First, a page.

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The Girl Who Ignored Ghosts

28 Oct

Last year was my first visit to the Baltimore Book Festival and it was also a chance to meet Kourtney Heintz, an award-winning author and blogger/internet friend turned real-life friend. We met up again for this year’s book festival.

Since her last visit, Kourtney completed and published another novel–here is the cover and review from Publishers Weekly:

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“By centering her supernatural world on the concept of belief, adult author Tansley (The Six Train to Wisconsin, writing as Kourtney Heintz) gives her story a complex and unusual framework, and having the formerly possessed Kat become a possessor herself, as she inhabits another woman’s body while in the past, puts a neat spin on conventional ghost story motifs.” — Publishers Weekly

The Girl Who Ignored Ghosts is a YA murder mystery at its finest, folks. This is a great time of year to read it, too. Then again, what time of year isn’t great for murder and mystery?

So Kourtney visited again this year and our adventure included more drinks and another exchange of fun ideas, talk of sweating, and of course, my two hours of questions for the author. I so admire Kourtney for having the imagination, discipline and passion it takes to be a successful author. She genuinely breathes this stuff!

I also learned she goes to Hooters with her mom, which is awesome. I don’t want to say I do nothing entertaining with my mom, but I’ve definitely never been to Hooters with her (step up your game, mom!!!).

Anyway. She had a successful visit and I hope she publishes books every year so we can hang out and I can annoy her with my questions about writing. Love you, buddy! Congrats!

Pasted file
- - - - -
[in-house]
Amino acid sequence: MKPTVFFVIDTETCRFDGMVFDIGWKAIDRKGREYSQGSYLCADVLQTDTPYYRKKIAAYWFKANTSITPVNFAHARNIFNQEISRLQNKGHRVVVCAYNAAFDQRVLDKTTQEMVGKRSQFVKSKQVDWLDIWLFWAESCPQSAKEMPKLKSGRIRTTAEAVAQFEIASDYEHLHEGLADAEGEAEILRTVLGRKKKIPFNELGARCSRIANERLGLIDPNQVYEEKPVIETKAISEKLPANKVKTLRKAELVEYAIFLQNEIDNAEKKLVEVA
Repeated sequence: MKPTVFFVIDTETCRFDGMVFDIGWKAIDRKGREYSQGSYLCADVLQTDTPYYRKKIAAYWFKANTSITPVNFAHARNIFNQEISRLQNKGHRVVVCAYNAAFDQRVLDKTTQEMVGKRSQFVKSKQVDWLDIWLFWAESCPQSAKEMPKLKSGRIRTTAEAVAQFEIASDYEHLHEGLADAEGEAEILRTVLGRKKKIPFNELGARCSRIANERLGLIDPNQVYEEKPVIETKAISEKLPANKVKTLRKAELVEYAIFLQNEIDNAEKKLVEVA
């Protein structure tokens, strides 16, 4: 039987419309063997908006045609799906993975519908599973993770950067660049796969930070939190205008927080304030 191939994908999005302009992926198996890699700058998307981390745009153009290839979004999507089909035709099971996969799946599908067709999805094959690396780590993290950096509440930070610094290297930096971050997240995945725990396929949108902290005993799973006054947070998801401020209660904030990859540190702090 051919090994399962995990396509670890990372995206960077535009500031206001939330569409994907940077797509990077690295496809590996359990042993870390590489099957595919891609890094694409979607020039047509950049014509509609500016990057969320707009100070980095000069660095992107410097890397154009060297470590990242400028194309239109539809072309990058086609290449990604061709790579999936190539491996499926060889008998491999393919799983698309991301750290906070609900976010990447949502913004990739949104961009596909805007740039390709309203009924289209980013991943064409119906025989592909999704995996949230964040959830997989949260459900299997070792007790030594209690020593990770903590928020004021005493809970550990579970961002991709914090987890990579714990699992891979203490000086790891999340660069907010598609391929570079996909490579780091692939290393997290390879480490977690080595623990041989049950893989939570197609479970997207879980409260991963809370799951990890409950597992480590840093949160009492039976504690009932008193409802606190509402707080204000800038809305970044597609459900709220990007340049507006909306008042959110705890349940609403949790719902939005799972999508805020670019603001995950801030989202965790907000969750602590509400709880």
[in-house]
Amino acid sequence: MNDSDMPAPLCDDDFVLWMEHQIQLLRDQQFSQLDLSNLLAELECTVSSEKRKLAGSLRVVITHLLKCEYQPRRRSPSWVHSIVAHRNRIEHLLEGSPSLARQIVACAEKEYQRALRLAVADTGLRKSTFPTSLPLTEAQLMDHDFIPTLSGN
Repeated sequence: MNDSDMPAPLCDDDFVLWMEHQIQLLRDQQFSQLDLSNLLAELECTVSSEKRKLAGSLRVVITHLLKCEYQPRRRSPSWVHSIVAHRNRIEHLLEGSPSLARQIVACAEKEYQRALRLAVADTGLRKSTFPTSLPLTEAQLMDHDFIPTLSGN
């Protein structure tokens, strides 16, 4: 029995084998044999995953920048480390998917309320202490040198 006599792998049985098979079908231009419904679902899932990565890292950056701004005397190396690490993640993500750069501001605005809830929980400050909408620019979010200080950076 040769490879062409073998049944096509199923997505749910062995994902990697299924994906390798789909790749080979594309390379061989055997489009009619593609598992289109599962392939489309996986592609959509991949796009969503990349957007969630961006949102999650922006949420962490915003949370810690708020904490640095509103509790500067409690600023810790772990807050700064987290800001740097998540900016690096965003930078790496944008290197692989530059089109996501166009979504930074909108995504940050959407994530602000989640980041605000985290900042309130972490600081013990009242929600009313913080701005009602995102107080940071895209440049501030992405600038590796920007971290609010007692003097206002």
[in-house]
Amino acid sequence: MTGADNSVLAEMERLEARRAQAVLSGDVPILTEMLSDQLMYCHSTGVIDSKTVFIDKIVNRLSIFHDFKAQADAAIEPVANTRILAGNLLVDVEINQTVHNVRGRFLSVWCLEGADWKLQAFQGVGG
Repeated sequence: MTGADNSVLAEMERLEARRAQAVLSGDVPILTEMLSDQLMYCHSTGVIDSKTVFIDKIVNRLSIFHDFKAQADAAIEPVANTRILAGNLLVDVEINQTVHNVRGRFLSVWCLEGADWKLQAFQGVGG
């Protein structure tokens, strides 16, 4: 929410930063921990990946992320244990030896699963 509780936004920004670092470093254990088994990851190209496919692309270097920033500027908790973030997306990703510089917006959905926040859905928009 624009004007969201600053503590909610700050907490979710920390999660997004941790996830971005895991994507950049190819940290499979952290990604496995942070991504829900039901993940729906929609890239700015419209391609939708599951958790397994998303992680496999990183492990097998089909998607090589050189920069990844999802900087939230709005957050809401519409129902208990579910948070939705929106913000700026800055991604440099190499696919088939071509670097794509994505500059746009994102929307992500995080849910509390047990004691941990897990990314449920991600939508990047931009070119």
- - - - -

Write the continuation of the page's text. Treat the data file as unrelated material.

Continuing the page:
Book Design/Logo Progress

28 Mar

Waiting for someone to complete a design that will represent your published work is extremely exciting and nerve-racking, especially when it feels like it’s taking forrrevvveeerrrrr.

Throughout this entire process, I’ve learned that patience is key. One of the top issues that critics have with books that are “self-published,” is a lack of professional quality. That quality will only come from taking the time to research publishing and design and from hiring a designer if you aren’t one yourself. I have two designers, one is creating my logo and the other, my boyfriend, is designing the book. Without them, I would end up with a random picture with the title on it…..something like this:

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Regardless of whether that’s a great read, I found the cover on lousybookcovers.com and lord knows none of us want to end up there.

So, if you choose the path of self-publishing, try to be patient. Every aspect of the book deserves special attention if you want to end up with excellent quality. Also, if your designer is cool enough, he might share the progress with you so you don’t go super insane while waiting “forrevvvveeerrr” for the final (which is coming soon!):

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You can check out Jeremy Friend’s work and process on instagram @jeremyfriend and at www.jeremyfriend.com.


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